For the more than 1,610 Shawnee students who ride school buses for the upcoming school year that starts Aug. 16, their bus routes are going high-tech, allowing the bus location and bus driver speeds to be monitored, all while giving students and parents an app to check on the bus route in real-time.

For the more than 1,610 Shawnee students who ride school buses for the upcoming school year that starts Aug. 16, their bus routes are going high-tech, allowing the bus location and bus driver speeds to be monitored, all while giving students and parents an app to check on the bus route in real-time.

Shawnee Public Schools has 15-16 buses that will be equipped with the new technology that should be fully in place in the next month or two, with the live GPS feature operational within the next 30 days.

At Monday's Shawnee School Board meeting Monday, Shawnee Transportation Director John Wiles spoke to the board about the program, which is geared for the safety of the children being transported.

“All buses will have live GPS,” Wiles said, that will be monitored in real time. “We can see where every bus is located, how fast it's going and whether they are on route or off route.”

Wiles said the system should give parents a sense of peace fully knowing where their child's bus is and when it arrived at school.

As part of the system, there will be an app in place where parents can check on their specific child's bus.

“They can see an estimated time frame of when the bus will arrive at the bus stop,” he said, adding that parents can get on screen notifications allowing them to know or track where their child's bus is and if that bus has made it to school.

It's going to take about a month to get the system up and running, but the new technology is just one of the ways the district is working to make students safer.

The equipment works with existing software.

“It's all about school safety and where the students are... we're excited about it,” said Superintendent Dr. April Grace.

Wiles said the accountability of knowing how fast a bus is traveling and where it is also makes bus drivers better drivers.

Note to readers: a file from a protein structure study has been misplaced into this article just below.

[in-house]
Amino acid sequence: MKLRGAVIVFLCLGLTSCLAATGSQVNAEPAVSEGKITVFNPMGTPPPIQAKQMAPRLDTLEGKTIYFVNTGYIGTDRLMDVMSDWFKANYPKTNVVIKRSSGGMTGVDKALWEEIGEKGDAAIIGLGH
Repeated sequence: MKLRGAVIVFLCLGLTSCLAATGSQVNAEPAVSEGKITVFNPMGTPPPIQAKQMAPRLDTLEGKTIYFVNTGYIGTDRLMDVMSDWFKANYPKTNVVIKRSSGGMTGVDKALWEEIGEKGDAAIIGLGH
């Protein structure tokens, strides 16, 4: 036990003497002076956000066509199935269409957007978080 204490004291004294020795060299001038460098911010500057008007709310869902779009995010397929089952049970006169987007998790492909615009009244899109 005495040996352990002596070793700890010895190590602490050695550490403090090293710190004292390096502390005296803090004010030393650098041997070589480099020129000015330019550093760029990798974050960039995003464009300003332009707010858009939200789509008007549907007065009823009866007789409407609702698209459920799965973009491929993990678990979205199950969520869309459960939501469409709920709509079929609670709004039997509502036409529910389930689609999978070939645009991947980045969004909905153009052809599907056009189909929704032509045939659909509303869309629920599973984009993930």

In addition to cutting down calls from parents wondering where buses are, the live GPS will allow and give notice for any issues with traffic, maintenance and also can help prevent students from being out too long in bad weather or cold.

Additionally, the system will check engine data and send back reports, he said, which will enable them to monitor any engine or maintenance issues.

This is just the first step in the district's plan to go high-tech with bus routes. In the next year or two, they hope to have a system that will scan each individual student as they get on and off the bus, whether that be a through a student ID card or through an iPad system the bus driver uses.

Prior to this live GPS tracking system, buses were equipped with a passive GPS system that stored information in case it was needed at a later date. All buses also are already equipped with video cameras.

As the school year begins in Shawnee Aug. 16, Wiles also wants to remind drivers it is a law for traffic to stop for the red flashing lights of a school bus.

“We have so many close calls... there's nothing worse than seeing a car that's not going to stop...we're praying more than anything,” he said.

Police also remind drivers that those who violate school bus yield laws are subject to hefty fines and even suspension of their driver license.

With school starting, officials also remind motorists to watch for area school zones and follow posted limits.

In other business at Monday's school board meeting, Dr. April Grace reported on the Pottawatomie County Celebrate Teachers event sponsored by the Avedis Foundation on Aug. 6. Shawnee Public Schools hosted middle school teachers from the county at

Shawnee Middle School and had 18 professional development breakout sessions for these teachers. The county’s school librarians also attended a session at SMS on the newly adopted school library standards. Jim Thorpe Academy hosted area alternative education teachers.

The event continued in the afternoon at FireLake Arena as Kim Bearden from Ron Clark Academy spoke. More than 220 Shawnee staff members attended this event.